How to Get the Right Regulatory Assistance in Japan


As a result of significantly more deregulation in the Japanese marketplace over the last 5-7 years, more and more foreign companies are bringing their products and making investments into the country. The Japanese government’s greater openness to foreign businesses is also meant to stimulate the country’s ailing economy. In the healthcare sector, Japan’s desire to utilize cost-effective medical products, oftentimes made by foreign medical manufacturers, will hopefully improve the quality of healthcare and lessen the healthcare burden on the government. Although some of the overall barriers to entry have been made more transparent, regulations for pharmaceutical and medical device products in Japan continue to be complex and evolving. Thus, in order for foreign companies to manage their regulatory costs and remain flexible vis-à-vis Japan’s changing laws, it is necessary for medical companies to formulate comprehensive business and regulatory strategies.

Many foreign medical companies require help from seasoned regulatory specialists in order to successfully navigate the Japanese medical regulations for product registration and other regulatory matters. However, finding and evaluating such regulatory assistance is not an easy task. In Japan, there are a limited number of ways employees can receive medical regulatory training. Since there are very few formal educational programs for this type of regulatory training in Japan, most people gain their expertise in Japanese medical regulations through working in the regulatory departments of pharmaceutical and medical device companies, employment at regulatory consulting companies, or at the Ministry of Health, Labor and Welfare (MHLW). Many people can claim to be specialists in this field; however, many foreign medical companies have found out the hard way that these “experts” have limited knowledge and capabilities.

In order to prevent unnecessary regulatory costs and reduce the amount of time it takes for your company’s products to get registered and then sell in Japan, it is crucial to understand the types of regulatory resources available.


Many foreign medical companies choose to obtain regulatory assistance from regulatory consultants in Japan. However, as just mentioned, there are a limited number of qualified medical regulatory consultants who speak English, therefore, foreign medical companies must be discerning when choosing the right consultant. Regulatory consultants often have different specializations in terms of the medical products they work with. These specifications can range from medical devices, pharmaceuticals, dental products, cosmetic products, and biotechnology products. Some specialize in one area of medical products while others work in a range of product areas. Currently in Japan there are approximately 20 medical device regulatory consultants and/or consulting companies that speak some English and about 50 pharmaceutical regulatory consultants and/or consulting companies geared toward helping foreign companies that speak some English (note: this does not include ICCs and CROs to be discussed later.).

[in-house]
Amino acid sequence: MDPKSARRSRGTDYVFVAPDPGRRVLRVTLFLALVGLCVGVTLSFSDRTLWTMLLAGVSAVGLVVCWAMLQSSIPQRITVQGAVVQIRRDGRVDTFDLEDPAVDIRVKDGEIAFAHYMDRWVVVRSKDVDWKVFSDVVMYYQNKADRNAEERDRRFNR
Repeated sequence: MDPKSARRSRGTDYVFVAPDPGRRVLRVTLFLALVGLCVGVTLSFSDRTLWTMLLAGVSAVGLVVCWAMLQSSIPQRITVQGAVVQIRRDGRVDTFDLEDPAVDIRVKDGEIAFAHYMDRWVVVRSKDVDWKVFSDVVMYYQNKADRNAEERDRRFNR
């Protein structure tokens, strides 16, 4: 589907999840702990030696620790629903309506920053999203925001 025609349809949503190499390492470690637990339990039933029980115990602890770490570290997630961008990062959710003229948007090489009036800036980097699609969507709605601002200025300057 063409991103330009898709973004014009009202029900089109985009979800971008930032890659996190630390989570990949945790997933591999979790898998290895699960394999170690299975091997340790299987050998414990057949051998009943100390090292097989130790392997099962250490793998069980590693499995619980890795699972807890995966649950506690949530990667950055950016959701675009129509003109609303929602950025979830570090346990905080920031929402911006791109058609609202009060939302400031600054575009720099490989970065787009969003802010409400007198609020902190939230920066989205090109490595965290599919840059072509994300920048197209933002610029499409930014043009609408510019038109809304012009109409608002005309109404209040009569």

Consultants can range from being individuals, small companies, or larger companies. The size of the consulting company may not always indicate its capabilities. Some smaller consulting companies are better equipped to assist with regulatory issues than larger companies. Smaller consulting companies can also oftentimes be more cost effective.

When choosing a regulatory consultant for a specific project, foreign companies must evaluate the knowledge, contacts, references, and availability of the consulting company to assist on a timely basis. Thorough checks on these issues will help to prevent future problems.

Another factor to note is that English speaking Japanese consultants may not be experts on Japan’s regulations. Although it is normally more convenient to deal with consultants who speak English, if they have spent most of their time learning English, do they truly understand the regulations? If you decide upon a western or foreign consultant who does not speak Japanese, it is necessary to ensure that the consultant is very aware of Japanese culture and feels comfortable operating within it. In general, Japanese people have an aversion to pushy, arrogant foreign people.

Other considerations must be kept in mind if you have a Japanese national as a consultant. In the US, when a company hires a lawyer or a consultant, in almost all cases, you can be assured that your lawyer or consultant will represent your best interests. However, in Japan, this cannot always be assumed. Japanese society emphasizes that Japanese people should look out for each other and be wary of foreigners. There are implicit moral obligations between Japanese people to protect each other. As a result, a Japanese consultant may place another Japanese company’s “interests” above the foreign company’s interests even though the foreign company is paying the Japanese national consultant and the consultant is supposed to be representing the foreign company. Thus, foreign medical companies must be wary of “double-agents,” consultants who appear to be representing your interests but are at the same time collecting paychecks from the foreign companies’ Japanese competitors.